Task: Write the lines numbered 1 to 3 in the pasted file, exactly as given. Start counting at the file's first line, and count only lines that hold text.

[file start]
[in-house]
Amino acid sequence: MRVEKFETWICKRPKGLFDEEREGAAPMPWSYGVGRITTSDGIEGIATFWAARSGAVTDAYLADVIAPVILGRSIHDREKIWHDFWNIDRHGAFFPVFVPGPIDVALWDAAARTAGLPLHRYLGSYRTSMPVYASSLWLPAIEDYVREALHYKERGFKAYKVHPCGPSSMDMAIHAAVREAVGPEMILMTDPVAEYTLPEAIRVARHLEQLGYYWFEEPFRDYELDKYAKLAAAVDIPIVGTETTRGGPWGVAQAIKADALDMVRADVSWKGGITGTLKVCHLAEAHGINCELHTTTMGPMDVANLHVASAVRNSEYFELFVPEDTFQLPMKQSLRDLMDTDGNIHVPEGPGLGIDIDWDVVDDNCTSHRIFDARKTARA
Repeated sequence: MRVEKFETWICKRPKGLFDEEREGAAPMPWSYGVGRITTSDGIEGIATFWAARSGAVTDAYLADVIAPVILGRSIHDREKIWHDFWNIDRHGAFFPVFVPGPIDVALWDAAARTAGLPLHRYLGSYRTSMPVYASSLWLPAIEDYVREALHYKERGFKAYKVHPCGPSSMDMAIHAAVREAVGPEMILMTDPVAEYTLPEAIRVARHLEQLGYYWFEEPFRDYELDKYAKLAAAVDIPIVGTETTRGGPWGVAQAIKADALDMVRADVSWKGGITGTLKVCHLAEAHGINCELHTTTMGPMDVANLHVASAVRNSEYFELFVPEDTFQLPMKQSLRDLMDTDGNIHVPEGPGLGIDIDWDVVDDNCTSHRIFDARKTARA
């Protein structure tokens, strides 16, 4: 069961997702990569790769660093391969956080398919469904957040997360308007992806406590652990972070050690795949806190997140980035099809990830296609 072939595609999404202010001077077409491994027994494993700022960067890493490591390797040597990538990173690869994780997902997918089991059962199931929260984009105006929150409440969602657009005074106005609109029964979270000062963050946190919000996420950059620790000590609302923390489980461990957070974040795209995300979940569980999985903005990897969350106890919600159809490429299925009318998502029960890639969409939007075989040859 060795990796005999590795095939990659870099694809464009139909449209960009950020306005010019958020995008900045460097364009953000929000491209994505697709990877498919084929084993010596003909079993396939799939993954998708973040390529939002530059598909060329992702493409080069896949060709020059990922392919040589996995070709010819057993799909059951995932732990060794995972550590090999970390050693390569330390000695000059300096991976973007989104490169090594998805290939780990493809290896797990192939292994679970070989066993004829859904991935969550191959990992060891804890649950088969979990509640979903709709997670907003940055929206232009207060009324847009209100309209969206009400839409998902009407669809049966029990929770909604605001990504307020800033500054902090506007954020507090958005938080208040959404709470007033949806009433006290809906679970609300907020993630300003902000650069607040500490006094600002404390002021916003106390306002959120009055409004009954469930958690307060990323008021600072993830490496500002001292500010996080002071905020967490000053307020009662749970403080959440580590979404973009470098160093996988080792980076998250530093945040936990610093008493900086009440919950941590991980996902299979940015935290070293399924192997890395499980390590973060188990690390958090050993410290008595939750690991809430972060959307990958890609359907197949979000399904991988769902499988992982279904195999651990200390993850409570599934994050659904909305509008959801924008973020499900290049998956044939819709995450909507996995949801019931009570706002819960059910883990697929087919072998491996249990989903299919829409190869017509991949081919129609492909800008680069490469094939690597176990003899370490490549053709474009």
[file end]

[in-house]
Amino acid sequence: MRVEKFETWICKRPKGLFDEEREGAAPMPWSYGVGRITTSDGIEGIATFWAARSGAVTDAYLADVIAPVILGRSIHDREKIWHDFWNIDRHGAFFPVFVPGPIDVALWDAAARTAGLPLHRYLGSYRTSMPVYASSLWLPAIEDYVREALHYKERGFKAYKVHPCGPSSMDMAIHAAVREAVGPEMILMTDPVAEYTLPEAIRVARHLEQLGYYWFEEPFRDYELDKYAKLAAAVDIPIVGTETTRGGPWGVAQAIKADALDMVRADVSWKGGITGTLKVCHLAEAHGINCELHTTTMGPMDVANLHVASAVRNSEYFELFVPEDTFQLPMKQSLRDLMDTDGNIHVPEGPGLGIDIDWDVVDDNCTSHRIFDARKTARA
Repeated sequence: MRVEKFETWICKRPKGLFDEEREGAAPMPWSYGVGRITTSDGIEGIATFWAARSGAVTDAYLADVIAPVILGRSIHDREKIWHDFWNIDRHGAFFPVFVPGPIDVALWDAAARTAGLPLHRYLGSYRTSMPVYASSLWLPAIEDYVREALHYKERGFKAYKVHPCGPSSMDMAIHAAVREAVGPEMILMTDPVAEYTLPEAIRVARHLEQLGYYWFEEPFRDYELDKYAKLAAAVDIPIVGTETTRGGPWGVAQAIKADALDMVRADVSWKGGITGTLKVCHLAEAHGINCELHTTTMGPMDVANLHVASAVRNSEYFELFVPEDTFQLPMKQSLRDLMDTDGNIHVPEGPGLGIDIDWDVVDDNCTSHRIFDARKTARA